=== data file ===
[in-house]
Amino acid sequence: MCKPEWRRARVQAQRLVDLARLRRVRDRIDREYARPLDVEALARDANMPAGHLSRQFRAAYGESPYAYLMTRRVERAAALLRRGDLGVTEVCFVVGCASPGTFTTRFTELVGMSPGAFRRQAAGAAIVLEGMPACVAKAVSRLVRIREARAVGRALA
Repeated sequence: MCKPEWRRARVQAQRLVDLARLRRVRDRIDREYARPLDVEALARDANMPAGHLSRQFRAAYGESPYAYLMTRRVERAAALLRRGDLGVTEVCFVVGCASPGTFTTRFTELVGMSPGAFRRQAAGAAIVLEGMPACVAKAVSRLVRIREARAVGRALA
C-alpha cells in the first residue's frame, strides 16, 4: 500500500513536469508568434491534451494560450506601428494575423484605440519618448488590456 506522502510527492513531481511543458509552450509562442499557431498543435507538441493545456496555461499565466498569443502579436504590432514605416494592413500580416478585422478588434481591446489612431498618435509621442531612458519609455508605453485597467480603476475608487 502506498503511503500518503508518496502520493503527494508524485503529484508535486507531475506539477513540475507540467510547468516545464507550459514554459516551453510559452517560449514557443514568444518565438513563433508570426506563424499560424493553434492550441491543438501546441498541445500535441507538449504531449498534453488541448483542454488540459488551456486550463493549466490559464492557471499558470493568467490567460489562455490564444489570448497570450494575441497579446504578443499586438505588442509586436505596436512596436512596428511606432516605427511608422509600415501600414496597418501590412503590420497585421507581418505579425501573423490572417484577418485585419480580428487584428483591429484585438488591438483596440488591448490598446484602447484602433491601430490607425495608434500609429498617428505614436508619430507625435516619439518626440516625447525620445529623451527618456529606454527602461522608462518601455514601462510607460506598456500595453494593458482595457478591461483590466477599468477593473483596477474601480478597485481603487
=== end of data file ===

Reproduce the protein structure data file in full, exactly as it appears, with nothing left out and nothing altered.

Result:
[in-house]
Amino acid sequence: MCKPEWRRARVQAQRLVDLARLRRVRDRIDREYARPLDVEALARDANMPAGHLSRQFRAAYGESPYAYLMTRRVERAAALLRRGDLGVTEVCFVVGCASPGTFTTRFTELVGMSPGAFRRQAAGAAIVLEGMPACVAKAVSRLVRIREARAVGRALA
Repeated sequence: MCKPEWRRARVQAQRLVDLARLRRVRDRIDREYARPLDVEALARDANMPAGHLSRQFRAAYGESPYAYLMTRRVERAAALLRRGDLGVTEVCFVVGCASPGTFTTRFTELVGMSPGAFRRQAAGAAIVLEGMPACVAKAVSRLVRIREARAVGRALA
C-alpha cells in the first residue's frame, strides 16, 4: 500500500513536469508568434491534451494560450506601428494575423484605440519618448488590456 506522502510527492513531481511543458509552450509562442499557431498543435507538441493545456496555461499565466498569443502579436504590432514605416494592413500580416478585422478588434481591446489612431498618435509621442531612458519609455508605453485597467480603476475608487 502506498503511503500518503508518496502520493503527494508524485503529484508535486507531475506539477513540475507540467510547468516545464507550459514554459516551453510559452517560449514557443514568444518565438513563433508570426506563424499560424493553434492550441491543438501546441498541445500535441507538449504531449498534453488541448483542454488540459488551456486550463493549466490559464492557471499558470493568467490567460489562455490564444489570448497570450494575441497579446504578443499586438505588442509586436505596436512596436512596428511606432516605427511608422509600415501600414496597418501590412503590420497585421507581418505579425501573423490572417484577418485585419480580428487584428483591429484585438488591438483596440488591448490598446484602447484602433491601430490607425495608434500609429498617428505614436508619430507625435516619439518626440516625447525620445529623451527618456529606454527602461522608462518601455514601462510607460506598456500595453494593458482595457478591461483590466477599468477593473483596477474601480478597485481603487